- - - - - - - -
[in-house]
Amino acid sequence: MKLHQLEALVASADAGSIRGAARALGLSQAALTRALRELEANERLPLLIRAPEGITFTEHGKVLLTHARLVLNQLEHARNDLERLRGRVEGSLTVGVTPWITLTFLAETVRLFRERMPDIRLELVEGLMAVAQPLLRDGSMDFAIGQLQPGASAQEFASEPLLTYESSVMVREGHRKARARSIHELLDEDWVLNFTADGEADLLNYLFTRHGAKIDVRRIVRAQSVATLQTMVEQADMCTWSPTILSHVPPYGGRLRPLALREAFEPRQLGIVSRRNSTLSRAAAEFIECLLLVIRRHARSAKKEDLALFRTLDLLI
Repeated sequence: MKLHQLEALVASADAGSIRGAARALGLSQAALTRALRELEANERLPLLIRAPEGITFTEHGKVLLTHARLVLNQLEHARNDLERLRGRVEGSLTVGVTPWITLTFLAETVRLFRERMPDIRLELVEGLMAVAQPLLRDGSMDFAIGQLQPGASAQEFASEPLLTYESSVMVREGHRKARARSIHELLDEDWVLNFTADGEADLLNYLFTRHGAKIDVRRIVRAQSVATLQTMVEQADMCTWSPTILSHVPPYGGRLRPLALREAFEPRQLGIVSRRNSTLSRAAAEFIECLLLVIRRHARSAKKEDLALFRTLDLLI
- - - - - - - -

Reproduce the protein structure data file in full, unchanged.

[in-house]
Amino acid sequence: MKLHQLEALVASADAGSIRGAARALGLSQAALTRALRELEANERLPLLIRAPEGITFTEHGKVLLTHARLVLNQLEHARNDLERLRGRVEGSLTVGVTPWITLTFLAETVRLFRERMPDIRLELVEGLMAVAQPLLRDGSMDFAIGQLQPGASAQEFASEPLLTYESSVMVREGHRKARARSIHELLDEDWVLNFTADGEADLLNYLFTRHGAKIDVRRIVRAQSVATLQTMVEQADMCTWSPTILSHVPPYGGRLRPLALREAFEPRQLGIVSRRNSTLSRAAAEFIECLLLVIRRHARSAKKEDLALFRTLDLLI
Repeated sequence: MKLHQLEALVASADAGSIRGAARALGLSQAALTRALRELEANERLPLLIRAPEGITFTEHGKVLLTHARLVLNQLEHARNDLERLRGRVEGSLTVGVTPWITLTFLAETVRLFRERMPDIRLELVEGLMAVAQPLLRDGSMDFAIGQLQPGASAQEFASEPLLTYESSVMVREGHRKARARSIHELLDEDWVLNFTADGEADLLNYLFTRHGAKIDVRRIVRAQSVATLQTMVEQADMCTWSPTILSHVPPYGGRLRPLALREAFEPRQLGIVSRRNSTLSRAAAEFIECLLLVIRRHARSAKKEDLALFRTLDLLI